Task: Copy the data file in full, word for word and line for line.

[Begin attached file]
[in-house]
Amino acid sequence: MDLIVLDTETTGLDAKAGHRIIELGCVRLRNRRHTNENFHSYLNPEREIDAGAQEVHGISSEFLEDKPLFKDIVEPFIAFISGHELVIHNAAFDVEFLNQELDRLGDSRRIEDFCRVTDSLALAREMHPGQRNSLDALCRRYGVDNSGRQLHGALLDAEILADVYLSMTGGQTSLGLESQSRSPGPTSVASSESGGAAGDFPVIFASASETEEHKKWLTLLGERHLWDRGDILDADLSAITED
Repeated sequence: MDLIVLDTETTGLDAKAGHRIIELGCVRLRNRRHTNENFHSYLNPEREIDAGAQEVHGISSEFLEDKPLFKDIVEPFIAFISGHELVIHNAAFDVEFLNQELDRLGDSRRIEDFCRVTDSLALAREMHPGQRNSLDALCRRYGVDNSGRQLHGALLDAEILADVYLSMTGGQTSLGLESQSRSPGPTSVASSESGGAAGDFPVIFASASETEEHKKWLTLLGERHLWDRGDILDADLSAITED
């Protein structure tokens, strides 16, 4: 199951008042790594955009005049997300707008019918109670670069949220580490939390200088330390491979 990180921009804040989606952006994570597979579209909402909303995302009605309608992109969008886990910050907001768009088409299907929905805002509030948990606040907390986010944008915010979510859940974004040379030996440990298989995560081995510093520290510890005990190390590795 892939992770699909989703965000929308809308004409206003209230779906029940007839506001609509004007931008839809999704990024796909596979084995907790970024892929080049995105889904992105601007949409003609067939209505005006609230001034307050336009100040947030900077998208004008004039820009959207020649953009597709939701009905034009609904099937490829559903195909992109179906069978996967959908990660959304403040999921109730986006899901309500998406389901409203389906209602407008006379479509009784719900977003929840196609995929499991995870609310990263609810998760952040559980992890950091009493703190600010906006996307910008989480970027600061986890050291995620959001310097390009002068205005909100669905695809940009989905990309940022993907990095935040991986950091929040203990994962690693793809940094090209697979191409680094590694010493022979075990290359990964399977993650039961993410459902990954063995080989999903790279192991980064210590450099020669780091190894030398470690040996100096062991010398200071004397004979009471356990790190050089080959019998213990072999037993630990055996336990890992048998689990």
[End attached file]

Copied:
[in-house]
Amino acid sequence: MDLIVLDTETTGLDAKAGHRIIELGCVRLRNRRHTNENFHSYLNPEREIDAGAQEVHGISSEFLEDKPLFKDIVEPFIAFISGHELVIHNAAFDVEFLNQELDRLGDSRRIEDFCRVTDSLALAREMHPGQRNSLDALCRRYGVDNSGRQLHGALLDAEILADVYLSMTGGQTSLGLESQSRSPGPTSVASSESGGAAGDFPVIFASASETEEHKKWLTLLGERHLWDRGDILDADLSAITED
Repeated sequence: MDLIVLDTETTGLDAKAGHRIIELGCVRLRNRRHTNENFHSYLNPEREIDAGAQEVHGISSEFLEDKPLFKDIVEPFIAFISGHELVIHNAAFDVEFLNQELDRLGDSRRIEDFCRVTDSLALAREMHPGQRNSLDALCRRYGVDNSGRQLHGALLDAEILADVYLSMTGGQTSLGLESQSRSPGPTSVASSESGGAAGDFPVIFASASETEEHKKWLTLLGERHLWDRGDILDADLSAITED
């Protein structure tokens, strides 16, 4: 199951008042790594955009005049997300707008019918109670670069949220580490939390200088330390491979 990180921009804040989606952006994570597979579209909402909303995302009605309608992109969008886990910050907001768009088409299907929905805002509030948990606040907390986010944008915010979510859940974004040379030996440990298989995560081995510093520290510890005990190390590795 892939992770699909989703965000929308809308004409206003209230779906029940007839506001609509004007931008839809999704990024796909596979084995907790970024892929080049995105889904992105601007949409003609067939209505005006609230001034307050336009100040947030900077998208004008004039820009959207020649953009597709939701009905034009609904099937490829559903195909992109179906069978996967959908990660959304403040999921109730986006899901309500998406389901409203389906209602407008006379479509009784719900977003929840196609995929499991995870609310990263609810998760952040559980992890950091009493703190600010906006996307910008989480970027600061986890050291995620959001310097390009002068205005909100669905695809940009989905990309940022993907990095935040991986950091929040203990994962690693793809940094090209697979191409680094590694010493022979075990290359990964399977993650039961993410459902990954063995080989999903790279192991980064210590450099020669780091190894030398470690040996100096062991010398200071004397004979009471356990790190050089080959019998213990072999037993630990055996336990890992048998689990």